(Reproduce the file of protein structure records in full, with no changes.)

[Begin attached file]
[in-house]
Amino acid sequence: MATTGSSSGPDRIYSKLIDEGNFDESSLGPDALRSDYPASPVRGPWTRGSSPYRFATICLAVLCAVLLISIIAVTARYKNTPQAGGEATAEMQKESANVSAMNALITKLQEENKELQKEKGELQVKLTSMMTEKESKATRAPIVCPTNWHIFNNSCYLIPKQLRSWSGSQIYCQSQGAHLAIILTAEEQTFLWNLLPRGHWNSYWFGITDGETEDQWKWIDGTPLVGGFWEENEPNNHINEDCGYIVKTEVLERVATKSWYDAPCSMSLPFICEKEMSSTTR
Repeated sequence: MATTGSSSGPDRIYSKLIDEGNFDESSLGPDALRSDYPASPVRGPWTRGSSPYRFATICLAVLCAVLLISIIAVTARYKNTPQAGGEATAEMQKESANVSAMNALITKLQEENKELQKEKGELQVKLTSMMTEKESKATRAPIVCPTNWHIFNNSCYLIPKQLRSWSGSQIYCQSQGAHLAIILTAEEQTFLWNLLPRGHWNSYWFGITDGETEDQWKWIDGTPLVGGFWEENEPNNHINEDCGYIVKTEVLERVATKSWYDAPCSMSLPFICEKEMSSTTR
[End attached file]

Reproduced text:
[in-house]
Amino acid sequence: MATTGSSSGPDRIYSKLIDEGNFDESSLGPDALRSDYPASPVRGPWTRGSSPYRFATICLAVLCAVLLISIIAVTARYKNTPQAGGEATAEMQKESANVSAMNALITKLQEENKELQKEKGELQVKLTSMMTEKESKATRAPIVCPTNWHIFNNSCYLIPKQLRSWSGSQIYCQSQGAHLAIILTAEEQTFLWNLLPRGHWNSYWFGITDGETEDQWKWIDGTPLVGGFWEENEPNNHINEDCGYIVKTEVLERVATKSWYDAPCSMSLPFICEKEMSSTTR
Repeated sequence: MATTGSSSGPDRIYSKLIDEGNFDESSLGPDALRSDYPASPVRGPWTRGSSPYRFATICLAVLCAVLLISIIAVTARYKNTPQAGGEATAEMQKESANVSAMNALITKLQEENKELQKEKGELQVKLTSMMTEKESKATRAPIVCPTNWHIFNNSCYLIPKQLRSWSGSQIYCQSQGAHLAIILTAEEQTFLWNLLPRGHWNSYWFGITDGETEDQWKWIDGTPLVGGFWEENEPNNHINEDCGYIVKTEVLERVATKSWYDAPCSMSLPFICEKEMSSTTR